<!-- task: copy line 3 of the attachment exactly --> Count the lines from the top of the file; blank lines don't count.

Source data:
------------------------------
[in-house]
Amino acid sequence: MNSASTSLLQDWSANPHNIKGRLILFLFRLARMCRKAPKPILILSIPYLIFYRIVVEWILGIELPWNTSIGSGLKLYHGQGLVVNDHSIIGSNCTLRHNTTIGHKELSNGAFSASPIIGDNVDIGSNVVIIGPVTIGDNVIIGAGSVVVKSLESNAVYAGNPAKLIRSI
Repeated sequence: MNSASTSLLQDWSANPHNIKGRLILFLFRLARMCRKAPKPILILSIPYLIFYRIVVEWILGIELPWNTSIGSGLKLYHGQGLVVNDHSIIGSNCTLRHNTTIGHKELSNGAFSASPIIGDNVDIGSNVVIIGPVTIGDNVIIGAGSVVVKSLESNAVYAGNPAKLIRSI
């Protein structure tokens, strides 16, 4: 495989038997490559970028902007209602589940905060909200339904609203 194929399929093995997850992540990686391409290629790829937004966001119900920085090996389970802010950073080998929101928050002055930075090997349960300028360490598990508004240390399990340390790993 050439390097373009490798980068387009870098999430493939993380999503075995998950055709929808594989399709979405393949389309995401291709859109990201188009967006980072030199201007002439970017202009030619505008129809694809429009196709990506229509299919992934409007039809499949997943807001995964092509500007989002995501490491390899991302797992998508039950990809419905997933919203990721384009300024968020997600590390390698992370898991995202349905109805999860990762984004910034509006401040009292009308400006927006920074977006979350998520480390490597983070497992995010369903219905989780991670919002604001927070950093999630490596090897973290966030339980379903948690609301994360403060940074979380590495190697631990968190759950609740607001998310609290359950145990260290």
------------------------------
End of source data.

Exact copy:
Repeated sequence: MNSASTSLLQDWSANPHNIKGRLILFLFRLARMCRKAPKPILILSIPYLIFYRIVVEWILGIELPWNTSIGSGLKLYHGQGLVVNDHSIIGSNCTLRHNTTIGHKELSNGAFSASPIIGDNVDIGSNVVIIGPVTIGDNVIIGAGSVVVKSLESNAVYAGNPAKLIRSI